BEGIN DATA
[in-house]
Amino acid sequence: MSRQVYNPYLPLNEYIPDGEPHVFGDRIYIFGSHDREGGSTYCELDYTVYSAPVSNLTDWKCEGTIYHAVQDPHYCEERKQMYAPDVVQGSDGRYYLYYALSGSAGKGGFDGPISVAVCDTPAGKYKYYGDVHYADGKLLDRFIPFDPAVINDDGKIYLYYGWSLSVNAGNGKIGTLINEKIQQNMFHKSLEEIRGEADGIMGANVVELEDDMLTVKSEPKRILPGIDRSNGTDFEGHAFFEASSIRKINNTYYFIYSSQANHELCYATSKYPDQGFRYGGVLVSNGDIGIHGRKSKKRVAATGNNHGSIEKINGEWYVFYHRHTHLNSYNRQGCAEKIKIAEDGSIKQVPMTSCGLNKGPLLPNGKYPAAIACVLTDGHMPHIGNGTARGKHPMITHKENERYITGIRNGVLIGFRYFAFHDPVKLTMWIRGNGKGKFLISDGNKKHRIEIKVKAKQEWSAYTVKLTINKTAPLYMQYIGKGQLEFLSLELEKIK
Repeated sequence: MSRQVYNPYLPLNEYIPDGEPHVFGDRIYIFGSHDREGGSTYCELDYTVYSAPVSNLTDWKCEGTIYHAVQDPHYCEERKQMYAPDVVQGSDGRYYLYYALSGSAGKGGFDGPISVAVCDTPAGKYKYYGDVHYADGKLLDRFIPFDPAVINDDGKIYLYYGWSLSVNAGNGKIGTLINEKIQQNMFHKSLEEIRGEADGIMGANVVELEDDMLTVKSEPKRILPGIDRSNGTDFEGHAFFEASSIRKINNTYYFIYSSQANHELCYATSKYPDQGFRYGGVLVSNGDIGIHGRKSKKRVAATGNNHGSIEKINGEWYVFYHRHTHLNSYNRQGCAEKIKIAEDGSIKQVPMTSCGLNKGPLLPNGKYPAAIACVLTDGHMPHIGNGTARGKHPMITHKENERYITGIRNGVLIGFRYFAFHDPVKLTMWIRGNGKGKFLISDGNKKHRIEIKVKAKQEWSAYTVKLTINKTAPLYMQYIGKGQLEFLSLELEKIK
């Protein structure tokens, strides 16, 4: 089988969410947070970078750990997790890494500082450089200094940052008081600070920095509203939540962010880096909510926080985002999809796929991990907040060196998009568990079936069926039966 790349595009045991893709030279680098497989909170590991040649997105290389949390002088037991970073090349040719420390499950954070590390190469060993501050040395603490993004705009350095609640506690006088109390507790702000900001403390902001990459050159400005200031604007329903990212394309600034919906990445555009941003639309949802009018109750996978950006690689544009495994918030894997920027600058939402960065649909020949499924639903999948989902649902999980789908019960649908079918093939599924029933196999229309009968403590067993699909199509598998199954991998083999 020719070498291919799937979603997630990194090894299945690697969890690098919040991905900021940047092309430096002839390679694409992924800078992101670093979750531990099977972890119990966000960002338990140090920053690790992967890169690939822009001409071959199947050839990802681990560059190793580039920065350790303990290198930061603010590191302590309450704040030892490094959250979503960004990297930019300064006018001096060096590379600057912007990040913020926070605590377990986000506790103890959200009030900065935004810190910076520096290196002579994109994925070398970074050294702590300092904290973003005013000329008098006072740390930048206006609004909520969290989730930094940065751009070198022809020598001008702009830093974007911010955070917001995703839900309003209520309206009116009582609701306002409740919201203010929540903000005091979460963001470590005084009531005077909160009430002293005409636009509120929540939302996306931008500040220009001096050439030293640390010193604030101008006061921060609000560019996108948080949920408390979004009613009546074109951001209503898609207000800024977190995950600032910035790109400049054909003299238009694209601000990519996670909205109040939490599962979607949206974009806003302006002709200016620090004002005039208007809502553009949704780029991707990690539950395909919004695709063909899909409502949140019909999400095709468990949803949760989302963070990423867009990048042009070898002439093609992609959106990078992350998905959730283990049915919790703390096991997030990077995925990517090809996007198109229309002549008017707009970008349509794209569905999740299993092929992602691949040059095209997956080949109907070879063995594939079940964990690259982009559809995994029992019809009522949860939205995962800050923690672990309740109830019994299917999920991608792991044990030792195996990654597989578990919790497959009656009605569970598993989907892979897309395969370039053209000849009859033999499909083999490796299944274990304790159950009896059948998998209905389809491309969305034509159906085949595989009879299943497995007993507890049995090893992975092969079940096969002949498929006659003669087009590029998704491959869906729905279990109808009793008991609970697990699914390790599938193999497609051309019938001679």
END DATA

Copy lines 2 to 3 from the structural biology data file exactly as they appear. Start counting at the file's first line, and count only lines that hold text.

Amino acid sequence: MSRQVYNPYLPLNEYIPDGEPHVFGDRIYIFGSHDREGGSTYCELDYTVYSAPVSNLTDWKCEGTIYHAVQDPHYCEERKQMYAPDVVQGSDGRYYLYYALSGSAGKGGFDGPISVAVCDTPAGKYKYYGDVHYADGKLLDRFIPFDPAVINDDGKIYLYYGWSLSVNAGNGKIGTLINEKIQQNMFHKSLEEIRGEADGIMGANVVELEDDMLTVKSEPKRILPGIDRSNGTDFEGHAFFEASSIRKINNTYYFIYSSQANHELCYATSKYPDQGFRYGGVLVSNGDIGIHGRKSKKRVAATGNNHGSIEKINGEWYVFYHRHTHLNSYNRQGCAEKIKIAEDGSIKQVPMTSCGLNKGPLLPNGKYPAAIACVLTDGHMPHIGNGTARGKHPMITHKENERYITGIRNGVLIGFRYFAFHDPVKLTMWIRGNGKGKFLISDGNKKHRIEIKVKAKQEWSAYTVKLTINKTAPLYMQYIGKGQLEFLSLELEKIK
Repeated sequence: MSRQVYNPYLPLNEYIPDGEPHVFGDRIYIFGSHDREGGSTYCELDYTVYSAPVSNLTDWKCEGTIYHAVQDPHYCEERKQMYAPDVVQGSDGRYYLYYALSGSAGKGGFDGPISVAVCDTPAGKYKYYGDVHYADGKLLDRFIPFDPAVINDDGKIYLYYGWSLSVNAGNGKIGTLINEKIQQNMFHKSLEEIRGEADGIMGANVVELEDDMLTVKSEPKRILPGIDRSNGTDFEGHAFFEASSIRKINNTYYFIYSSQANHELCYATSKYPDQGFRYGGVLVSNGDIGIHGRKSKKRVAATGNNHGSIEKINGEWYVFYHRHTHLNSYNRQGCAEKIKIAEDGSIKQVPMTSCGLNKGPLLPNGKYPAAIACVLTDGHMPHIGNGTARGKHPMITHKENERYITGIRNGVLIGFRYFAFHDPVKLTMWIRGNGKGKFLISDGNKKHRIEIKVKAKQEWSAYTVKLTINKTAPLYMQYIGKGQLEFLSLELEKIK